Airborne Lidar Induced Fluorescence Transient (L.I.F.T.) Method for Measuring Photosynthetic Performance and Primary Productivity in Terrestrial Ecosystems

Sponsored by:  NASA – Instrument Incubator Program
Principle Investigators: Zbigniew Kolber and Paul Falkowski

This project seeks to develop an airborne Lidar-based system to measure photosynthetic performance and primary production in terrestrial ecosystems.The proposed method is based on measuring laser- induced fluorescence transients (LIFT) in response to a 50 millisecond excitation sequence at energy levels of 30 to 50 W/m2. Specifically, this project seeks to:

  • develop a Laser Induced Fluorescence Transient (LIFT) methodology to remotely assess photosynthetic performance from fluorescence transients induced by weak excitation light;
  • proof and validate LIFT methodology in laboratory conditions;
  • implement this methodology in a compact prototype instrument capable of airborne operation;
  • field-test the LIFT method in relevant environmental conditions, operating from an airplane platform;
  • specify the engineering design of the LIFT instrumentation for the next stage of Announcement Opportunity (AO) development.

The project proposes to excite chlorophyll fluorescence of the plant’s green tissue with a 50-millisecond-long excitation sequence of controlled intensity averaging 30 to 50 W/m2. This will expose the photosynthetic reaction centers to about 20 quanta, causing up to 60% saturation of the photosynthetic electron transport and inducing transient changes in the chlorophyll fluorescence yield. The functional character of the measured fluorescence transient is controlled by the excitation signal and by a set of photosynthetic parameters, such as photosynthetic light utilization, the efficiency of photochemical conversion, and the rates of electron transport in photosystem II. All these parameters can be calculated by fitting the measured fluorescence transients into a mathematical model describing the relationship between photosynthesis and fluorescence. The project develops this model, determines the experimental protocols satisfying the optimal conditions for LIFT measurements under a limited signal-to-noise ratio, and conducts laboratory studies to verify this approach.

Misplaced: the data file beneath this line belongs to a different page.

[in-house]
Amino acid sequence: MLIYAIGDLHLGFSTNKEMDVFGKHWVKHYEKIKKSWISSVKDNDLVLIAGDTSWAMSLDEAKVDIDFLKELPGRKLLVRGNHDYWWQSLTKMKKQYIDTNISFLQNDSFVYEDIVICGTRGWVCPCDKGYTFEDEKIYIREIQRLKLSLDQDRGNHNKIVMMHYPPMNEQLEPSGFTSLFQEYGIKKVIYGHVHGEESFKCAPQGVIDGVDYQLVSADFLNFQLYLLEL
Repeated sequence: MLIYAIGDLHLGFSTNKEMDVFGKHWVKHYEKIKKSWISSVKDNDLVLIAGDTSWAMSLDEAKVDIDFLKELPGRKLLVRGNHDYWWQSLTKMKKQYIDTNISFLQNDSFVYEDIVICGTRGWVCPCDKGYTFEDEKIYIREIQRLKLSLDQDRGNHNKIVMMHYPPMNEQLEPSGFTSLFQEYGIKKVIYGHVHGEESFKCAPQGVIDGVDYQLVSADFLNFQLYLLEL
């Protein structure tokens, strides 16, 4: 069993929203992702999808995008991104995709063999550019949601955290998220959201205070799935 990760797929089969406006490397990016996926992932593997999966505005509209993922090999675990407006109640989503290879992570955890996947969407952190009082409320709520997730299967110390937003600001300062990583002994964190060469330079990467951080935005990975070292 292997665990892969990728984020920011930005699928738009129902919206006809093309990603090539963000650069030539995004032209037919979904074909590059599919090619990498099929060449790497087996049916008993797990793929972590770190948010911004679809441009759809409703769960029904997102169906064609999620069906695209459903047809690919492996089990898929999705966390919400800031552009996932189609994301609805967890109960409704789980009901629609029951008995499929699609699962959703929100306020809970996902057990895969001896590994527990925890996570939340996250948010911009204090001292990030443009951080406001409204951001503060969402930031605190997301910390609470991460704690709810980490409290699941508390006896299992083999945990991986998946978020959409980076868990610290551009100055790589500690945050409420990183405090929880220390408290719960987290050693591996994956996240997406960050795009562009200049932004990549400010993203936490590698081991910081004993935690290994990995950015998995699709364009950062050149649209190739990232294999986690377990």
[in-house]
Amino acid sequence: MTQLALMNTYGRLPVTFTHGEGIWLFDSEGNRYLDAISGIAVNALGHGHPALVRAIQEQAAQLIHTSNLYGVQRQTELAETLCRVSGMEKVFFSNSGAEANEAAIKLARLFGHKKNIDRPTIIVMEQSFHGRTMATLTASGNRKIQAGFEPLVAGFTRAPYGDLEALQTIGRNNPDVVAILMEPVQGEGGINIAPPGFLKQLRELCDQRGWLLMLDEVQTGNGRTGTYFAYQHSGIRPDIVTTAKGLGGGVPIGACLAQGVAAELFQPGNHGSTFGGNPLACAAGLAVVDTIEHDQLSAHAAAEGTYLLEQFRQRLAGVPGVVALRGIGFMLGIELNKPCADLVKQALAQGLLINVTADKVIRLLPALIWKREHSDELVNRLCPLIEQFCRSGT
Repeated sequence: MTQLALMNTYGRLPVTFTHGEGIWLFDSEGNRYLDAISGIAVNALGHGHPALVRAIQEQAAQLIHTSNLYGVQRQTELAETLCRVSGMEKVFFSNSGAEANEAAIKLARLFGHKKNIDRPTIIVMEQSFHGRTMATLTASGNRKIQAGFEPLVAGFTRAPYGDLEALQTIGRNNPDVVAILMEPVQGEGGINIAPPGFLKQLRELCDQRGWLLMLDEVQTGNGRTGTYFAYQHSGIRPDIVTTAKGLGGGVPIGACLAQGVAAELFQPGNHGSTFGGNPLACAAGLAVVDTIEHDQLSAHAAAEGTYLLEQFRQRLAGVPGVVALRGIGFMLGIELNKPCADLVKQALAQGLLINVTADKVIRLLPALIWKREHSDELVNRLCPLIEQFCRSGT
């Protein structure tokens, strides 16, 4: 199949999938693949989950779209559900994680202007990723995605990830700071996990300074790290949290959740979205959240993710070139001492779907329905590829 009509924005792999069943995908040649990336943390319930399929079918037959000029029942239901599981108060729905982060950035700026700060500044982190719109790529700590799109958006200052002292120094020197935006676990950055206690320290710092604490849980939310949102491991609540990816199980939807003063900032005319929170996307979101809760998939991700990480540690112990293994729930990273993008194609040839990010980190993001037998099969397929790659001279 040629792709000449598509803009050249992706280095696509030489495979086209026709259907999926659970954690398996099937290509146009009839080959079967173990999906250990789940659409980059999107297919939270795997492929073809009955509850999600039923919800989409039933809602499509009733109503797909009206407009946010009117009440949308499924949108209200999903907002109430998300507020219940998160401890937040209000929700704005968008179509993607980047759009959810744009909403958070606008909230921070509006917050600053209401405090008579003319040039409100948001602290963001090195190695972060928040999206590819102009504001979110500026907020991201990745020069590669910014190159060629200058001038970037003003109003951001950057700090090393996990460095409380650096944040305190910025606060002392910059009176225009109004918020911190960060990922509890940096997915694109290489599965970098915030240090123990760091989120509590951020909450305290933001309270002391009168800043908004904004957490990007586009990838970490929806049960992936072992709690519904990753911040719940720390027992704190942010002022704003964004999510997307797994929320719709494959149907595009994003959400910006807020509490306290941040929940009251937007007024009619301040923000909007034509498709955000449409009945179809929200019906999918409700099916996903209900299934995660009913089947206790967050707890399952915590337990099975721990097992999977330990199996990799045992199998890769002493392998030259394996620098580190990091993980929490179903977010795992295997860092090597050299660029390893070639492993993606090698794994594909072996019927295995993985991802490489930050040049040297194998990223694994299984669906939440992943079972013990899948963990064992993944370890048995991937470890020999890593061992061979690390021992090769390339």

The proposed instrument uses a rectangular array of individually modulated laser beams to produce a wide excitation beam. Moving along a flight path with a typical speed of 135 mph (60 m/s), the beam “paints” a spatially modulated excitation image on the ground. This excitation pattern will, in turn, produce a fluorescence image, modulated spatially by the photosynthetic light utilization of exposed plants. The fluorescence image will be collected by a telescope and acquired by a red-sensitive microchannel plate image intensifier. Photosynthetic parameters will be calculated by fitting these two images into a numerical model describing the functional relationship between light, fluorescence, and photosynthesis. The same model will be used to calculate the rates of primary photochemistry.

The excitation beam are generated by an array of blue, blue-green, and red laser diodes. Commercial solid-state laser diodes in the red region (640-670 nm) of appropriate power rating are currently available. Blue, and blue-green solid-state laser diodes are at an earlier stage of development, and should become commercially available within the next 1-2 years. Using an array of laser diodes instead of standard Q-switched YAG lasers has several advantages: compact size and low power consumption; ability to generate an arbitrary excitation sequence; multiple-color excitation, and ability to generate a spatially modulated excitation pattern. The project also investigates an option of using a frequency-doubled YAG laser operating in a cw mode, equipped with a beam-expanding and beam-forming optics.

The project includes a field-test of the prototype instrument conducted in collaboration with the NASA’s Lidar group (Goddard Flight Space Center.) The results of these tests will specify design and performance requirements of the instrument that can be made mission-ready at the AO stage of the LIFT project. The system will comply with ANSI Z-136.1 guidelines on eye-safe laser radiation.